Personal Indwelling of the Holy Ghost

by Patrick T. Donahue


This article is intended to defend what what is sometimes called the "personal indwelling of the Holy Spirit" position. This is the position that says that when an alien sinner repents and is baptized for the remission of sins, he receives the "gift of the Holy Ghost" just like Acts 2:38 says. That this gift of the Holy Ghost is the Holy Ghost himself, is clearly evident from the multitude of verses (such as Acts 5:32) that teach that God gives us the Holy Spirit as a reward for our obedience to him.

Harder To Debate The Pentecostals?

One of the reasons I am writing this article is because of the many times I keep reading and hearing that taking the "personal indwelling" view makes it harder to successfully debate or discuss with Pentecostals. In presenting a position in opposition to mine, a Christian recently wrote, "more importantly, this understanding of the statement (Acts 2:39) offers not one scintilla of support for the egregiously false blunderings of Pentecostalists and their supporters." My first response to this is that a doctrinal point is either true or not true based on its own merits; we should never believe something because it may make it easier to answer a particular false teaching. Secondly, the charge is simply not true. The "personal indwelling" view does not effect the discussion of passages that tell the duration of the gifts, like I Cor 13 and Zech 13. To the contrary, my experience has been that it is far easier to debate Pentecostals when they don't sense that you are just dodging the obvious meaning of the indwelling passages.

The Bible Teaches Both

A mistake has been made in the indwelling discussion: that it has to be one way or another; that it cannot be both. Those who believe that the Spirit only dwells "through the word" (that is, that the Spirit dwells in us as we obey the word revealed by the Spirit) assume that if one of the verses in question definetly presents the concept of Spirit dwelling through the word, then the rest of the passages must be doing the same. However, this assumption is not warranted.

Eph 5:18b, "be filled with the Spirit," is clearly talking about the Spirit dwelling through the word. How do we know that? Two ways. First, the parallel passage in Col 3:16 reads, "Let the word of Christ dwell in you richly." So obviously, we fill ourselves with the Spirit when we let the word dwell in us, that is, when we obey the Spirit's word. Secondly, and very important to our discussion in this article, we know in Eph 5:18 that the command to "be filled with the Spirit" refers to obeying the Spirit, because it is just that, a command.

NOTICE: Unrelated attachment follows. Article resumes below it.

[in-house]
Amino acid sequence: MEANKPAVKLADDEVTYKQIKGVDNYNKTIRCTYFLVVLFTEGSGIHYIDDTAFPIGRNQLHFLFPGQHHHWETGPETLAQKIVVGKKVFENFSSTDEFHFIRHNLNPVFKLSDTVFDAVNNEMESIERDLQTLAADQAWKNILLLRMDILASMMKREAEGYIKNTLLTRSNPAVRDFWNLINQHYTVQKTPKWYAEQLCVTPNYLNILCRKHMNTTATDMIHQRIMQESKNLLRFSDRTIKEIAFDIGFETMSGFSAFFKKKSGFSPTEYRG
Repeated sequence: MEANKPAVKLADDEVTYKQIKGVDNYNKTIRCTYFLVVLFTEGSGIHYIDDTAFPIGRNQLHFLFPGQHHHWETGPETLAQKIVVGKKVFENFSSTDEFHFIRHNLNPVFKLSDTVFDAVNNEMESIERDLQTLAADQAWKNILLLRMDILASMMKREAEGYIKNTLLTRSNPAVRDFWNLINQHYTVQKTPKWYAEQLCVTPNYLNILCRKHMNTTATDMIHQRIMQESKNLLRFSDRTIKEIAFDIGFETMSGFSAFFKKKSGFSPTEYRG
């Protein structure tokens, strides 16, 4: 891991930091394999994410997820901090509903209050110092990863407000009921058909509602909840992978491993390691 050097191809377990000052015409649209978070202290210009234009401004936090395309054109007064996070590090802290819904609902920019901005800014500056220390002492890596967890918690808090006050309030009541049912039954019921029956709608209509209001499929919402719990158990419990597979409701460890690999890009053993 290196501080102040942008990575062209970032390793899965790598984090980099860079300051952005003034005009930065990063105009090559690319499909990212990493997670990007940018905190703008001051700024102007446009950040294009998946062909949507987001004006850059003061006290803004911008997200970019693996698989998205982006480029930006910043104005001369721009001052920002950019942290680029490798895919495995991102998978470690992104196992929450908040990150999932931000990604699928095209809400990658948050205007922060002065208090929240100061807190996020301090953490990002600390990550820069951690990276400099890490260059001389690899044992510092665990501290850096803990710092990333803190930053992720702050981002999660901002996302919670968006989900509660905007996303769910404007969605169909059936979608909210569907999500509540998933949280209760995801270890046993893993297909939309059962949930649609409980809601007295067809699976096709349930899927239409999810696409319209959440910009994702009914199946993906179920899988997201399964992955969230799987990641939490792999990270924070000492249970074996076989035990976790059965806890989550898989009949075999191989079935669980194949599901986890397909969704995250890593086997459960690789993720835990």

The Holy Spirit Is A Gift

That brings us to our next point. The reader will remember in many of our discussions with Pentecostals and Baptists, who claim that we must be baptized in the Holy Spirit to be saved, that we have made the correct argument that Holy Spirit baptism was not something that can be obeyed; instead, it was a gift from God. This same logic should be applied to our discussion at hand. Eph 5:18 is a command to be obeyed, therefore it must be talking about letting the Spirit dwell in us by obeying his word. But many of the other indwelling passages are not like this. Both of the two passages that we have already mentioned, Acts 2:38 and Acts 5:32, present the Holy Spirit as a gift given to us conditioned upon our obedience, instead of presenting the Holy Spirit in the context of a command to be obeyed, as Eph 5:18 does. The gift of the Holy Ghost in Acts 5:32 cannot be interpreted as the Spirit dwelling through the word, since it is not presented in the form of a command to be obeyed; instead it presents the Spirit as a gift that we will receive if we obey. Acts 2:38 is the same way. It does not command us to have the Spirit; it promises us the gift of the Spirit, conditioned upon our obedience ("repent and be baptized"). The "gift of the Holy Ghost" cannot be "receiving the word" (as some contend) in Acts 2. The receiving of the word occured leading up to the baptism (v.41), but the "gift of the Holy Ghost" was given conditioned upon (at) baptism (v.38).

Other similar passages which teach that the Holy Spirit is given as a gift to the believer are Lk 11:13, Jn 7:39, Eph 1:13-14, II Cor 1:22, 5:5, I Thess 4:8, I Jn 3:24, 4:13, and Rom 5:5. Let's look at three of these passages in particular. Eph 1:13-14, II Cor 1:22, and II Cor 5:5 all talk about the Holy Spirit being given to Christians as an "earnest." The Holy Spirit is given to us as an earnest, sort of a down payment, until we receive the "inheritance ... the redemption of the purchased possession." Now this promise is only given to faithful Christians. But the word itself has been given to the whole world, including non-Christians. These passages are obviously not referring to letting the Spirit dwell in us by obeying the Spirit's word. They are referring to something that God gives Christians in place of heaven until the time comes when we actually receive our heavenly reward.


In conclusion, let me reaffirm that we do let the Holy Spirit dwell in us by letting the word of Christ dwell in us, but that is not what Acts 2:38 and Acts 5:32 are talking about. They are talking about a personal indwelling of the Holy Spirit, which is not equivalent to living in obedience to God; instead it is given to us by God as a reward for living in obedience to him. Why not just accept the obvious meaning of all those passages like I Cor 6:19, "What? know ye not that your body is the temple of the Holy Ghost which is in you, which ye have of God, and ye are not your own

[Editor’s Note: Thanks to Pat Donahue for the article! Pat can be reached at: Patrick T. Donahue, 4607 Old Railroad Bed Road, Harvest, AL 35749, (256) 721-0726,]

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